Release Date – TBC, Cert – N/A, Run-time – 1 hour 24 minutes, Director – Frederik Nørgaard
When her outdated, childish robot friend (Lars Brygmann, Kristian Holm Joensen) becomes a source of embarrassment Alberte (Selma Iljazovski) is gifted a new updated model (Philip Elbech Andresen) which is able to do more than any other robot at her school.
There’s often a clear line between a family film and a kids film. My Robot Brother may present itself as something more for slightly younger kids with its exaggerated nature and stylings, however there’s no denying that the silliness that’s a part of it allows for a good few chuckles for the older audience members. Much of this comes from Robbi (voiced by Lars Brygmann and physically performed by Kristian Holm Joensen), a tall, bulky, patched up brown robot. Looking like a kids toy that’s somehow been zapped with a growth ray he’s a big, clumsy, cuddly character plucked straight from a children’s cartoon. In many ways this is how he’s designed to be, he treats the young girl he’s designed to be the friend to like she’s much younger than she is. In a number of ways, while there may be a fondness towards the childhood robot there’s an increasing sense of embarrassment.
When Alberte’s (Selma Iljazovski) tech-obsessed parents (Lise Baastrup, Kristian Ibler) – almost always in some form of VR space – give in and buy her a yet-to-be-released new model things begin to turn around for her. Konrad (Philip Elbech Andresen) has many abilities which it seems no other robot at school has. He makes Alberte instantly more popular, however perhaps not everything is as it seems. Thus the film begins to travel down some slightly predictable and conventional lines. However, it’s clear stylings and target audience might just give it something of a slight pass.
Although, the bigger pass might be down to the silliness within the film. So many situations are heightened and exaggerated simply for a laugh, with a handful of decent chuckles scattered throughout the film. Sometimes it may not always be with the piece, or only half with it, but there’s still an undeniable entertainment factor present. Much of which comes from the clumsiness and general existence of Robbi. The character who most sums up the tones of the film, reaching the to the younger audience and most demonstrating the ways in which the film clearly doesn’t take itself too seriously.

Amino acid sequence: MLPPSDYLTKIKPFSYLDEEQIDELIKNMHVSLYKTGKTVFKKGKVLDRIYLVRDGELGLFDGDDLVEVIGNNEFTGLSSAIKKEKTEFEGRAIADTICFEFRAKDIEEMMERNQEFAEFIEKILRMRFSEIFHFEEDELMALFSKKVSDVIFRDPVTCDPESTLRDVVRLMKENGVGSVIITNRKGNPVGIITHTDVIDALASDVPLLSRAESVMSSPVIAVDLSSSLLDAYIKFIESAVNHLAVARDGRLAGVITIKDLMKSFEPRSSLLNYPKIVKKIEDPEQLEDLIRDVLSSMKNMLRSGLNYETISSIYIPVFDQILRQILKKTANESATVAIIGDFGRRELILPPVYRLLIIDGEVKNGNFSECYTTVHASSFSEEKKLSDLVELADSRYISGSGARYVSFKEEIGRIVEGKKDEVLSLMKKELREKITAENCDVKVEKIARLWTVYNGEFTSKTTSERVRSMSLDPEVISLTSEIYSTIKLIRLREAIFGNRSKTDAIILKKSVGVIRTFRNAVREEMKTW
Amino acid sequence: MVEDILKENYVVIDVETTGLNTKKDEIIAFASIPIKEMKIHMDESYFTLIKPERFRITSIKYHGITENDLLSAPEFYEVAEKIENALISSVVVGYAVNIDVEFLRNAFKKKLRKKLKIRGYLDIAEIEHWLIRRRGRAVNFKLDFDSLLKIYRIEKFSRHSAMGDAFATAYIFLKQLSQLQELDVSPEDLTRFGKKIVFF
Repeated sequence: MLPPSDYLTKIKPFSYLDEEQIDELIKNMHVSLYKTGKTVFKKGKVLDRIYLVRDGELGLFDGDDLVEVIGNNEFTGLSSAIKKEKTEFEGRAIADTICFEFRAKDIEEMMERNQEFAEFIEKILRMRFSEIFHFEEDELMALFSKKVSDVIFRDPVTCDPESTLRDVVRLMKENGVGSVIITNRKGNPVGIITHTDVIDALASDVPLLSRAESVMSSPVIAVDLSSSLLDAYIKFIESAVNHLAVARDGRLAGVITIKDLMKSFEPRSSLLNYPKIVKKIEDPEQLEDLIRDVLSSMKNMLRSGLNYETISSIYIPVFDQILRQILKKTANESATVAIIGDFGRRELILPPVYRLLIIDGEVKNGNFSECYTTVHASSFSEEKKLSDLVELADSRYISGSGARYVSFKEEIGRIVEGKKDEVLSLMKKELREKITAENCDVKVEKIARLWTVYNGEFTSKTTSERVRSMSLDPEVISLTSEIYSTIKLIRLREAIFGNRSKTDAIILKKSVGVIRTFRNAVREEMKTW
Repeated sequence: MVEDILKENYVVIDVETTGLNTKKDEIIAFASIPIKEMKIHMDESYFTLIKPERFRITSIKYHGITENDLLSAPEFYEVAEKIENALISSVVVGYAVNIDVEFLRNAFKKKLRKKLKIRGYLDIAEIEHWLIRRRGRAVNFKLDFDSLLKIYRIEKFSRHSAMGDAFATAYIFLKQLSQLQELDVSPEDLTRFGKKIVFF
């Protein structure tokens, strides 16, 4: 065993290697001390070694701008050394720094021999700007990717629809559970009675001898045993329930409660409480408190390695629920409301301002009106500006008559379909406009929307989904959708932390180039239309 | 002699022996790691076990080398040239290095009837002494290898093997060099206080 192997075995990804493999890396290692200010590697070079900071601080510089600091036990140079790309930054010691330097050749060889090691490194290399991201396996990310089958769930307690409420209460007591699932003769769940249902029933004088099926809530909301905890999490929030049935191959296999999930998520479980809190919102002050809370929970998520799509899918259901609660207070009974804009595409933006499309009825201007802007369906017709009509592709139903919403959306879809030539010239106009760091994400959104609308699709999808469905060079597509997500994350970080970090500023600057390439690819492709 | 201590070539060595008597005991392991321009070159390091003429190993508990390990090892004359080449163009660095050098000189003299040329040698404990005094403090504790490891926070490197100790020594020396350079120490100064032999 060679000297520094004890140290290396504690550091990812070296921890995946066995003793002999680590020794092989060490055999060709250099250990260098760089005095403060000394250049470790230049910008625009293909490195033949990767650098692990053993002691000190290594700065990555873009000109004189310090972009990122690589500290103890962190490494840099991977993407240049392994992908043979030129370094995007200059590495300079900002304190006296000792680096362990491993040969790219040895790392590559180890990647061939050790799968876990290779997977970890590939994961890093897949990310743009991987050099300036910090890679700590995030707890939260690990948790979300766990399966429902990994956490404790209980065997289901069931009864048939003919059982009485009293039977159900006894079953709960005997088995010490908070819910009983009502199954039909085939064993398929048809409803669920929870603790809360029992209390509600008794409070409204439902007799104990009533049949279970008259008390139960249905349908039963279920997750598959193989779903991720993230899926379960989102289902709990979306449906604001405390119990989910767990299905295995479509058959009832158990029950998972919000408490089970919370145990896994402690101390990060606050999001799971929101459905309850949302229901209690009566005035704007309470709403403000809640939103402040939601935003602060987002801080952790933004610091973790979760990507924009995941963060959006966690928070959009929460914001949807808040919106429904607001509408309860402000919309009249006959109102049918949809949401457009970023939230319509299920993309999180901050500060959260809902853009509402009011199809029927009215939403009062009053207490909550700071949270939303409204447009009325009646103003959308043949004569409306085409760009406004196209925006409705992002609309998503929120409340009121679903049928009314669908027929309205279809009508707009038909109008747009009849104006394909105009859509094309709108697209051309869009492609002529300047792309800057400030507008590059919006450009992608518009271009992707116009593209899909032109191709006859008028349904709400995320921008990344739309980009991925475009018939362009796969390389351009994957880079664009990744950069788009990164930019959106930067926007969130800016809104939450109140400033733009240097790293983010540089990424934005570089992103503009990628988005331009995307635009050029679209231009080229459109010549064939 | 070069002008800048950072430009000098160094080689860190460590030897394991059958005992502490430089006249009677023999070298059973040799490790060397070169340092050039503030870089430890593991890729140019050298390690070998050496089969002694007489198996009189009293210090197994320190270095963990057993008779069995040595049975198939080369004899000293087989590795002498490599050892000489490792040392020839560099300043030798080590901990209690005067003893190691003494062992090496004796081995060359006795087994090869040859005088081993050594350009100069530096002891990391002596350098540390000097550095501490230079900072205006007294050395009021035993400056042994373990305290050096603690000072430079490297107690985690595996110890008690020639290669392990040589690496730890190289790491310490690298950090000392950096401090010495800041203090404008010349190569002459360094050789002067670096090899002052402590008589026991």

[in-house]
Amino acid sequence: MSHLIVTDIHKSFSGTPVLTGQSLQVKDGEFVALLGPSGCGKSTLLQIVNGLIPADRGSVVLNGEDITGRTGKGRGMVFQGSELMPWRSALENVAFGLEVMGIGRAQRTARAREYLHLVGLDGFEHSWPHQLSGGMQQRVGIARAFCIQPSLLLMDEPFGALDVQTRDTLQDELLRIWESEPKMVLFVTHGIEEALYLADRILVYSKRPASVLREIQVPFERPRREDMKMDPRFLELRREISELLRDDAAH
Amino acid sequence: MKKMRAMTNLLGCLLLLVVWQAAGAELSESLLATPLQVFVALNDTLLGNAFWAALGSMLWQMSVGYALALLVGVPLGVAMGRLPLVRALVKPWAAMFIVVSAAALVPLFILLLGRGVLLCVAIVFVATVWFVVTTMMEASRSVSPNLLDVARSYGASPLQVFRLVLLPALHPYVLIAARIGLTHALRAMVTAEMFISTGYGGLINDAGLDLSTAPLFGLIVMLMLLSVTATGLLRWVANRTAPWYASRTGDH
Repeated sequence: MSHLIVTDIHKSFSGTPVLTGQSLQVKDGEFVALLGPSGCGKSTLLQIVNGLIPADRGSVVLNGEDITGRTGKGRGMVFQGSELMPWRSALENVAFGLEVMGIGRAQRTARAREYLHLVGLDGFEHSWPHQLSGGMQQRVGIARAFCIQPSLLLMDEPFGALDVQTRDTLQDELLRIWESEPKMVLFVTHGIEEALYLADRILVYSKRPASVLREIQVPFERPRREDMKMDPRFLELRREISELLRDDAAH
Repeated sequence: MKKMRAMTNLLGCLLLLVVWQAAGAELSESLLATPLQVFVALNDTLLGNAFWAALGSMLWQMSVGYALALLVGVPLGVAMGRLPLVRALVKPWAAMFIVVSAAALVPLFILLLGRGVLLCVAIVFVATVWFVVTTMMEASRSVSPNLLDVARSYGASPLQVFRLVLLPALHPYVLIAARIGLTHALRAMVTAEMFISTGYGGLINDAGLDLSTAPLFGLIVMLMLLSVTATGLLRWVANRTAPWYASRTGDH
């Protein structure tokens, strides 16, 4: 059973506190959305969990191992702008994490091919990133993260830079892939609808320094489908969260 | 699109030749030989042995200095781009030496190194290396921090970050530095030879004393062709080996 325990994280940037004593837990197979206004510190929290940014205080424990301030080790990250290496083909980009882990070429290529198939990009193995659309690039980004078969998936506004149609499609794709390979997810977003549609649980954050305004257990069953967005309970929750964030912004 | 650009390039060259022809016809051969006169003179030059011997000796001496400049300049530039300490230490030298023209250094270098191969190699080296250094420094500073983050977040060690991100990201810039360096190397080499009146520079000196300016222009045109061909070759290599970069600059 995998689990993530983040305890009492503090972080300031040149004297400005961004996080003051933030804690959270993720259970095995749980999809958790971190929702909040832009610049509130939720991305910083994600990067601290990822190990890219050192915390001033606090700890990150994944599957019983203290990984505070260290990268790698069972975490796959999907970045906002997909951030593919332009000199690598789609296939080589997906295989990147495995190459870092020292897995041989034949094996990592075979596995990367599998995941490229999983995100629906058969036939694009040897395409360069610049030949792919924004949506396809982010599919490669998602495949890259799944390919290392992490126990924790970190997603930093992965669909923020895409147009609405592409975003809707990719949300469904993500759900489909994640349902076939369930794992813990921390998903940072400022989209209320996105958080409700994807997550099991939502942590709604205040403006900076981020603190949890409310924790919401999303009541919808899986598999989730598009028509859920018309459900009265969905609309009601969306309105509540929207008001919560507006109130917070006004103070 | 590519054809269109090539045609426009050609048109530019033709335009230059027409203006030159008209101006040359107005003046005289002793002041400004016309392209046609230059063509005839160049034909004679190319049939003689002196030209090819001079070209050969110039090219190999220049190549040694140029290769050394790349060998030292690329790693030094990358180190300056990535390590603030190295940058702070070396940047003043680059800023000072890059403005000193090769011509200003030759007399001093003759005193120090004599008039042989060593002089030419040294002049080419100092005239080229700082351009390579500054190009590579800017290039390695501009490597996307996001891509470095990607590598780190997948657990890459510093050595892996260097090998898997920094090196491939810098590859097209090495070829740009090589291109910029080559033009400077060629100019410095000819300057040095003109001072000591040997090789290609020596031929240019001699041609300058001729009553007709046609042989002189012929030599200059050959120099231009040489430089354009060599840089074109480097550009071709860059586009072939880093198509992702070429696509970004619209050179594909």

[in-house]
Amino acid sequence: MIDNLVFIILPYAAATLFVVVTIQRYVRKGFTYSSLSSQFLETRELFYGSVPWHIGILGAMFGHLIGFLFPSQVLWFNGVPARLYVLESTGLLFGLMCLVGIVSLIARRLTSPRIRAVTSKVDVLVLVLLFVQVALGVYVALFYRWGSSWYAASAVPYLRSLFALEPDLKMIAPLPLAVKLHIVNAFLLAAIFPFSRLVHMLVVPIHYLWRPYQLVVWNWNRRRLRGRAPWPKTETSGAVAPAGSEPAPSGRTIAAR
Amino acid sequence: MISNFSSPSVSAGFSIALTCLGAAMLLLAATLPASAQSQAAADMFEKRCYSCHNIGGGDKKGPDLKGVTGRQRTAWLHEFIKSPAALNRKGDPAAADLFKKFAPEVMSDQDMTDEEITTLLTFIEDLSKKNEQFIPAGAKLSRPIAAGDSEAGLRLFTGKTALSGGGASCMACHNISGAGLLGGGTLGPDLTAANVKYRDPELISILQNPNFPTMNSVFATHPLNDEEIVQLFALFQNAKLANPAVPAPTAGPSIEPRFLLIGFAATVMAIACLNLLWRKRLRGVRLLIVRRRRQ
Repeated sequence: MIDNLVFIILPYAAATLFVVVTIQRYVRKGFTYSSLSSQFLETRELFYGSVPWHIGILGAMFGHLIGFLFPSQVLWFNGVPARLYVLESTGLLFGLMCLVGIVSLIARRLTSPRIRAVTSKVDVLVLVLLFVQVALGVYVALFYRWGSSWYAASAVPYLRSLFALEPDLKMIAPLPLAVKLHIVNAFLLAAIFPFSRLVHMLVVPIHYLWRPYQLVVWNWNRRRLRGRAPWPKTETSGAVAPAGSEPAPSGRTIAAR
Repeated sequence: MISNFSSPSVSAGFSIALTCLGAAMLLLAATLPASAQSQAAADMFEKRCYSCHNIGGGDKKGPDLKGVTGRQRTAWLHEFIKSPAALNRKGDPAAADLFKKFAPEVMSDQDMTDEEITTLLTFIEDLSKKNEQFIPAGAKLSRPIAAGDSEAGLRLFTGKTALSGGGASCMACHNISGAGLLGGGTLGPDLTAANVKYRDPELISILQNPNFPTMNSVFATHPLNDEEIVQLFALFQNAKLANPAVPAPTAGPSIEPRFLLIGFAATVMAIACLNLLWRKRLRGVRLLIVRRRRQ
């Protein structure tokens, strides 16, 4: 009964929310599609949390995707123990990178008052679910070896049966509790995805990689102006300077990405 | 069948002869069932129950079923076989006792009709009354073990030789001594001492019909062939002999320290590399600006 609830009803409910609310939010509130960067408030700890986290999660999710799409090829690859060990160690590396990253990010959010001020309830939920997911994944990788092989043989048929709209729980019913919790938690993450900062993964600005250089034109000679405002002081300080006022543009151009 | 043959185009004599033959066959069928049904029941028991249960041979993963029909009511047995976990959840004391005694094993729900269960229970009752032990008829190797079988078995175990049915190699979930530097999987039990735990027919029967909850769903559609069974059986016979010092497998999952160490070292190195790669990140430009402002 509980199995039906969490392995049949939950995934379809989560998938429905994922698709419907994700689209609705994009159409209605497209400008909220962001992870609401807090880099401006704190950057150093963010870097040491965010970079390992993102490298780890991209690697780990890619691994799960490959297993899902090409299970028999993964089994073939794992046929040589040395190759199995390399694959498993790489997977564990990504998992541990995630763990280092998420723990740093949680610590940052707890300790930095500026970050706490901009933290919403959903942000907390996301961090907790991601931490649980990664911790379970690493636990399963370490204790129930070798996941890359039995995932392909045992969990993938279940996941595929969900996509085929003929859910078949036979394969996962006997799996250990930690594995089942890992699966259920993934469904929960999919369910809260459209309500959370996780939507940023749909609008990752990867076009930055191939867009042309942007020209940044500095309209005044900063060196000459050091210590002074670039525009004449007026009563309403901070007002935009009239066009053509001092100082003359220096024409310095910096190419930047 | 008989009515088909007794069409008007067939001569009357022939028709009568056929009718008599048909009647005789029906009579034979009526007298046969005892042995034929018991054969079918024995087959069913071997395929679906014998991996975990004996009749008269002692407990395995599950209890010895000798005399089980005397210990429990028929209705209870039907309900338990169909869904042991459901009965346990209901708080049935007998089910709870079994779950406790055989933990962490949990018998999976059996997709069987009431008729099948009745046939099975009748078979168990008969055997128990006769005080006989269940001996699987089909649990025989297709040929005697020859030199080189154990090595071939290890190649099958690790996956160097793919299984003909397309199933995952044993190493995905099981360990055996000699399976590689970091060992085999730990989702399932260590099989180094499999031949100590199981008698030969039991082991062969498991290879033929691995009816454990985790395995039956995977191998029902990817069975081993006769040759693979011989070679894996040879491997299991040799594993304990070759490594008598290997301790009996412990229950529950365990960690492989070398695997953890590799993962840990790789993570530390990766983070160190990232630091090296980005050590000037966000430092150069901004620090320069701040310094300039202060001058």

My Robot Brother may be highly conventional and targeted more towards a younger audience, however there’s enough chuckles within it to help move things along and make for a likable enough piece of work for the time it’s on. Yes, like scene-stealer Robbi things may be a bit clumpy and overdone, but there’s also amusement to be found within this. Things stay relatively engaging and watchable and by the end, particularly with an audience, there are a fair few giggles to be had thanks to the pure cartoonishness of a number of instances throughout. Just sit back, turn your mind off and have a good, slightly absurd chuckle.
My Robot Brother absolutely targets a younger audience, however there’s enough silliness within its conventional narrative to provide a good amount of giggles and amusement for the time it’s on.